Reviewing Crime In The United States And China Criminology Essay

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Distinctive sociological patterns, particularly formula for American dream, strong emphasis on monetary success and weak emphasis on legitimate means of achieving success are the underlying factors behind high crime rate in America (Messner and Rosenfeld, 2007). On the other hand, westernization, decreased social integrity, the notion of getting rich being glorious and modernization at expense of communalism are factors directly attributed to increasing crime rate in China (Zhang and Messenr, 2001).

Factors that Have Led to Increased Crime in China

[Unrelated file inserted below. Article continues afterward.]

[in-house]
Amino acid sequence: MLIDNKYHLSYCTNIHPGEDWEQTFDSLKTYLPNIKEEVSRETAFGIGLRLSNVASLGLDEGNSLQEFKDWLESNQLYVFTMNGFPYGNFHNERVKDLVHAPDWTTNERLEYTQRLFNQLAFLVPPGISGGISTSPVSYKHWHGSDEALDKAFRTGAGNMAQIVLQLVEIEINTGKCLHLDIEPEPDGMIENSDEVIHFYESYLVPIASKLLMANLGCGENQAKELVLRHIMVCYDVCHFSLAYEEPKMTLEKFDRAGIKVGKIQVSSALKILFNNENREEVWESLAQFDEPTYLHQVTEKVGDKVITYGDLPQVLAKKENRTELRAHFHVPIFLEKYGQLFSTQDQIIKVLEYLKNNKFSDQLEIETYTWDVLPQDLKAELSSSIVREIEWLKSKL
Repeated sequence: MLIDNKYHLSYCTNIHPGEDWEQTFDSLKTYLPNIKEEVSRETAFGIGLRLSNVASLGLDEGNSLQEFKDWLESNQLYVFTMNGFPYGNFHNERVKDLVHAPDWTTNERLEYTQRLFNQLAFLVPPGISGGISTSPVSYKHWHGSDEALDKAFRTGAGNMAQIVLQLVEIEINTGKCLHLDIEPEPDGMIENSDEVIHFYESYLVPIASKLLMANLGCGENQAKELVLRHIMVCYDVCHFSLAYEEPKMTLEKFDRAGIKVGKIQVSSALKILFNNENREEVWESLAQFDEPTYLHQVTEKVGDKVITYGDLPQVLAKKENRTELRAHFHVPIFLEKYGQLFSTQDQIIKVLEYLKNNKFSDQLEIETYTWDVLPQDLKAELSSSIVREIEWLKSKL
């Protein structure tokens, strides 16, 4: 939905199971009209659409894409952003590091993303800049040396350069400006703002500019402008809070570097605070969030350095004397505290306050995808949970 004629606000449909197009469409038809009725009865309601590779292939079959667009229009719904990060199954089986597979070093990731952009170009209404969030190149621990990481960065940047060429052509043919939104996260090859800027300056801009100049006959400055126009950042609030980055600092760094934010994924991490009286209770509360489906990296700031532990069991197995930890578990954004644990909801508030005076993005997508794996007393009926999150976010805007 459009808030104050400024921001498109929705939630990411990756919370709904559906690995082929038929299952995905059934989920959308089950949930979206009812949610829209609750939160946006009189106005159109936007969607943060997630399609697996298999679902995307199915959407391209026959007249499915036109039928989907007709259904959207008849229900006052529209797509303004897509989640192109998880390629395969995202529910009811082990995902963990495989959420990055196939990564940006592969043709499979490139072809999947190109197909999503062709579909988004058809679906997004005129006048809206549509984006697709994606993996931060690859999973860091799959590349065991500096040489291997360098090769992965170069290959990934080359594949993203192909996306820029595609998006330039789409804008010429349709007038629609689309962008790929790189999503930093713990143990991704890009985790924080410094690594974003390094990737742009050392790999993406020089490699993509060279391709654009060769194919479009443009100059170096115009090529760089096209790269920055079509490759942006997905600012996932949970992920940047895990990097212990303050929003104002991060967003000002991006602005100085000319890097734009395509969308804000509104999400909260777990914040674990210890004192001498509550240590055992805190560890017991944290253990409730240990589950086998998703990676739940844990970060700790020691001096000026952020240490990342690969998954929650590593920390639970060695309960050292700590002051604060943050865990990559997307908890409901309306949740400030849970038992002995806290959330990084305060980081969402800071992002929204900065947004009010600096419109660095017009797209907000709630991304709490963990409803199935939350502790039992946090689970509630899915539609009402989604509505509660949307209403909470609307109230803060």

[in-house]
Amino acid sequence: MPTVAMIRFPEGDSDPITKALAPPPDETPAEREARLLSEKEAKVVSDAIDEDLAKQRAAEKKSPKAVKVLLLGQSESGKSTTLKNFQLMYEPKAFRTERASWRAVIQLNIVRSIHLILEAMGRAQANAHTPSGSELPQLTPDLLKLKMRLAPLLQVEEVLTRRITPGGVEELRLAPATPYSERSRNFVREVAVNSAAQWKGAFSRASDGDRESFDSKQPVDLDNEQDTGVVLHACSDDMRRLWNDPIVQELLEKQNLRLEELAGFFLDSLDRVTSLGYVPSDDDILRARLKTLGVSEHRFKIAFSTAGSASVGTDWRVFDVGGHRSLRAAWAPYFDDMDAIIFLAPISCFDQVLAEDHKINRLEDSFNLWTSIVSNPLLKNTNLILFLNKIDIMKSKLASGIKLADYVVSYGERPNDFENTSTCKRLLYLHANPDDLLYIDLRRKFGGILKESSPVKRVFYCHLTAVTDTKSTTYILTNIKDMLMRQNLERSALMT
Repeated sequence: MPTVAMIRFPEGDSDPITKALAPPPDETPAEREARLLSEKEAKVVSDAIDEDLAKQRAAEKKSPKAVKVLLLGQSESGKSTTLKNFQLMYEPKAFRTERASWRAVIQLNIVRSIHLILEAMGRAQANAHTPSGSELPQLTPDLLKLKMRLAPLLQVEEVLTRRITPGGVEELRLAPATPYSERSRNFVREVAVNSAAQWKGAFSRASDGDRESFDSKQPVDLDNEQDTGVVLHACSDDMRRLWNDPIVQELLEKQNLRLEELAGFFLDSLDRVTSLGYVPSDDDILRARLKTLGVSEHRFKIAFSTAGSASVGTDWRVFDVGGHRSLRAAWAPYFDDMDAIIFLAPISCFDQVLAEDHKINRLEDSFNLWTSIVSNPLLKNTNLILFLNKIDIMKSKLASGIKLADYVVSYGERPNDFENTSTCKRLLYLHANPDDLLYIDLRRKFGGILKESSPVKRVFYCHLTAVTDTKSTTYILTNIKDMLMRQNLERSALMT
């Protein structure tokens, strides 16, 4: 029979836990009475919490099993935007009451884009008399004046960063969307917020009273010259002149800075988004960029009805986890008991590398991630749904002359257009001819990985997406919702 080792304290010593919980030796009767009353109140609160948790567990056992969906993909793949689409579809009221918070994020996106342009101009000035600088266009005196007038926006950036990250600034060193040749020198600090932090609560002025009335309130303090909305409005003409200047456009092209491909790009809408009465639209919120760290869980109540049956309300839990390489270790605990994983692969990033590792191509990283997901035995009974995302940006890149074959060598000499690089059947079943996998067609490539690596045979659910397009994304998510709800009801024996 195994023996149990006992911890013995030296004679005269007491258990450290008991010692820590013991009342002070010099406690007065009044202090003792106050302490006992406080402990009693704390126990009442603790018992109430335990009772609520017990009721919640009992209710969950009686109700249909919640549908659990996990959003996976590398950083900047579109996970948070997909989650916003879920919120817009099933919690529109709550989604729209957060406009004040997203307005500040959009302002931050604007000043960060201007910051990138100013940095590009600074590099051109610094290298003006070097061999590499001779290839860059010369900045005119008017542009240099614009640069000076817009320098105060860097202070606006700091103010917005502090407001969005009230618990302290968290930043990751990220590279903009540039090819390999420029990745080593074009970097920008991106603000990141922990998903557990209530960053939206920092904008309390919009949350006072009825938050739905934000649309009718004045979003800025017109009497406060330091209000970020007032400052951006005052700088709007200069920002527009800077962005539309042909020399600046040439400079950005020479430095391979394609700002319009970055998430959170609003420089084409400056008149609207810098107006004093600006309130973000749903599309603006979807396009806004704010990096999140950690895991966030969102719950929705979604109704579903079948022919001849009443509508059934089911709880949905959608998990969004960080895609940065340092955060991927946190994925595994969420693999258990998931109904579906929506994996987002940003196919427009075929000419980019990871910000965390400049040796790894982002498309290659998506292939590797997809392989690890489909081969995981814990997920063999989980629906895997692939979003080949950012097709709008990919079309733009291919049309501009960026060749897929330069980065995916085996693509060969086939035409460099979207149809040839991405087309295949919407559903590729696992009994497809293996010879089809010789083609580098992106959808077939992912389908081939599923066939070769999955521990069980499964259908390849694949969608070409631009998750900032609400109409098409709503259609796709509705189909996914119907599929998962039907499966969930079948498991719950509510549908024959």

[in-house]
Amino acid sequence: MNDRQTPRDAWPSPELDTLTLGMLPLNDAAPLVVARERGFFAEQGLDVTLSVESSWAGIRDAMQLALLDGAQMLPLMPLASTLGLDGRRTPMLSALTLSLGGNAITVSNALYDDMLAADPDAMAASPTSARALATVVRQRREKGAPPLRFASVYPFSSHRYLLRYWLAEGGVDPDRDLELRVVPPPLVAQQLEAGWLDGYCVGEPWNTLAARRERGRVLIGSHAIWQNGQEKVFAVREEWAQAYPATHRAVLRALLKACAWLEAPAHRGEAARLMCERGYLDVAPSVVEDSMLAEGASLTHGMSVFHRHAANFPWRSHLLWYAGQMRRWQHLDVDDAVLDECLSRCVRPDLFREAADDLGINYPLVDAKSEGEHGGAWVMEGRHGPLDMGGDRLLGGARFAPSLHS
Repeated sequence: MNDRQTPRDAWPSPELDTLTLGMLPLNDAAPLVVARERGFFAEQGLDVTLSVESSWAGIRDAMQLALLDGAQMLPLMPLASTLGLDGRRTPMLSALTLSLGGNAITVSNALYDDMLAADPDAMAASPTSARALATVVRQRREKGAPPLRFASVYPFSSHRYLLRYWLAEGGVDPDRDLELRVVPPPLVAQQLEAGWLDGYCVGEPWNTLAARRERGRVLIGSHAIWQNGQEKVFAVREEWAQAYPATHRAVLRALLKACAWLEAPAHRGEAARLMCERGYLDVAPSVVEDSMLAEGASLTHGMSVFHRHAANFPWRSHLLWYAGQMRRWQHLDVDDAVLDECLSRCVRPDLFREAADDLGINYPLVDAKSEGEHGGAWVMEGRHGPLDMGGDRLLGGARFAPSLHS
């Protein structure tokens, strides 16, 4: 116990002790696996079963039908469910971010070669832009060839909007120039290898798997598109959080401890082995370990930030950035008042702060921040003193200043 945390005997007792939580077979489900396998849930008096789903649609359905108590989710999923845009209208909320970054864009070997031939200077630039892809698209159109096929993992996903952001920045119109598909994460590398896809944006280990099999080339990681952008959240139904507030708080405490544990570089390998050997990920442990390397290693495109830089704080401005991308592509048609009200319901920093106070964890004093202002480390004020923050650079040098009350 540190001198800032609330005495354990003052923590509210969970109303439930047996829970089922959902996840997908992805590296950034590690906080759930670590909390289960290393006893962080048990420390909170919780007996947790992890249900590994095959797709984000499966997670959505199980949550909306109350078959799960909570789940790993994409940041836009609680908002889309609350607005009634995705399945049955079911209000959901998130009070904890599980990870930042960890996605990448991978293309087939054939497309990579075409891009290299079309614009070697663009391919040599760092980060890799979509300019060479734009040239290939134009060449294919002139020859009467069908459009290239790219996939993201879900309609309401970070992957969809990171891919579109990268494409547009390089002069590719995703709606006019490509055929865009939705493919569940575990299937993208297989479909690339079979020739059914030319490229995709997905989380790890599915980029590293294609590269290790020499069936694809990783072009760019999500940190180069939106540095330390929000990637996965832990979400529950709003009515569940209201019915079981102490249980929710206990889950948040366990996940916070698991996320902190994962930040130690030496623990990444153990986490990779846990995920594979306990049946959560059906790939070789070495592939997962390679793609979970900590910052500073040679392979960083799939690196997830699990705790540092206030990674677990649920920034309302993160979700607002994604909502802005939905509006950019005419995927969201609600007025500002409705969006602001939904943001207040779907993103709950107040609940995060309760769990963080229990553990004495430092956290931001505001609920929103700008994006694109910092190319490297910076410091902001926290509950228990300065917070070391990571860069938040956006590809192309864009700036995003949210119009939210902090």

One of the factors leading to increased crime rate in China is Modernization capitalist economy. While economic and technological modernization are the supreme politics of the new era in China, reforms in ideology, organization, work methods and systems are seen as essential to bringing political superstructure into alignment with rapidly growing forces of production. Modernization is responsible for vast changing social and economic systems in China. It has brought so much hope and enthusiasm in China's economic development in the fields of agriculture, science and technology, national defense and industry in China (Zhang and Messenr, 2001).